I’ve been used to getting that steady two week paycheck and having benefits provided for me, but now my fate is entirely in my own hands.

It is a step I know that I had to take, I just had not planned on taking it so soon.

Where to from here?

This year will primarily be focused on Pluralsight course development and possibly a small amount of consulting.

After that, the road is unwritten.  I’ll be keeping this blog going, and I definitely plan to have a redesign this year.



  1. Good luck on this new stage of your life! I hope you can accomplish every goal that you propose. I really enjoy the topics of your blog.
    I was wondering about which categories your Pluralsight courses will be focused on this year.

    • Thanks! Actually it will be quite a wide variety of topics. I have about 50 course ideas in a list and I’ll have time to do many of them. I’ll be doing some non-mainstream topics about technologies that are interesting, but not widely used as well.

  2. Congrats and good luck!

  3. When I found out you’d be leaving TrackAbout, it pretty much bummed me out for the rest of the day. I’ll miss having the opportunity to learn from you, and I’ll miss your leadership.

    You’re going to crush it with Pluralsight!

  4. Good luck. Enjoy your Pluralsight courses and looking forward to more. Good job on keeping consistent workouts in the afternoon. If I leave my workouts for the afternoon or evening I always start missing some, so I’m at the gym 6am M-F.

    • Thanks. I used to do the morning workouts, but I found that I needed something to break up my day or I would just sit at my desk all day. I may change it up again, now that my schedule will be different.

  5. Just watched your ServiceStack videos on Pluralsight this week-end. They are outstanding. I will definitely be recommending them. I wish you well with this new direction you’re taking.

    • Thanks! 🙂

  6. Good Luck in pluralsight courses :), I admit that you are awesome teacher who able to make the complex simple ^_^

  7. You will certainly be missed. It was quite a privilege and an honor to work with you. I don’t see much of a need for you to be nervous about giving up the stable job. From what I know of you, I’m pretty sure you’ll have no problem finding income for as long as you want. Take care and well wishes to you!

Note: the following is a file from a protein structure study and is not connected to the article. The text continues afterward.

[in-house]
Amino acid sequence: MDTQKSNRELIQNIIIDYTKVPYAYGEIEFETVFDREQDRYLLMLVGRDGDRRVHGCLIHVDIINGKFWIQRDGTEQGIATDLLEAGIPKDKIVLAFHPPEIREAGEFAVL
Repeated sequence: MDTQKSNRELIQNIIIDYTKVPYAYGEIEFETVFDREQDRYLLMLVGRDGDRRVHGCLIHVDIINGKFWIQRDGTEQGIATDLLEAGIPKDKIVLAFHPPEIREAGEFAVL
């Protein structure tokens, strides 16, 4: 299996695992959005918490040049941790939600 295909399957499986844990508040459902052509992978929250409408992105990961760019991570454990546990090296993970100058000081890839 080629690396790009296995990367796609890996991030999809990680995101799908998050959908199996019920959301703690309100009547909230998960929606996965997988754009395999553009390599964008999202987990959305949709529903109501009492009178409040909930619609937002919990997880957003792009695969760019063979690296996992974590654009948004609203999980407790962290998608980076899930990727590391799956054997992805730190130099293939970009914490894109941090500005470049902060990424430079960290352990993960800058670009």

• Thank you. It was an honor to work with you as well.

  8. Your blog has been inspiring my team for the last two years. I’ve never commented, but this post is immediately relevant: just last week, I left my stable job to start a microISV. Good luck! Let’s hope we don’t miss the regular paycheck too much =)

    • Good luck to you as well. Keep me updated. And what is your new company?

      • Thanks for asking, John! I’m selling a release management tool to aid product-based software development (currently targeting .NET teams). I’m a programmer turned marketer, so the site is still a bit rough. If you think you’d find it useful, I’d be happy to send you a license next week.

  9. John,
    Once in a while, if you’re lucky, you cross paths with unique and inspiring people. You’ve been an inspiration to our team here at TrackAbout and you’ll be greatly missed. You made a huge impact.

    This new chapter in your life sounds amazing and I wish you the best. I was about to wish you luck, but you’re a guy who makes his own luck.

    Thanks for the nice words about TrackAbout and me in particular. Now if I can just find the “post” button around here somewhere…

  10. Congrats, Jon! Your courses have always left me inspired!

  11. Congratulations! I’m working on your (excellent) Intro to Android course right now. I plan to watch other courses from you and it’s great to know that there are more on the way.

  12. […] at the beginning of this year was I able to finally quit my regular job working for someone else and start working completely for […]

  13. You mentioned it effectively.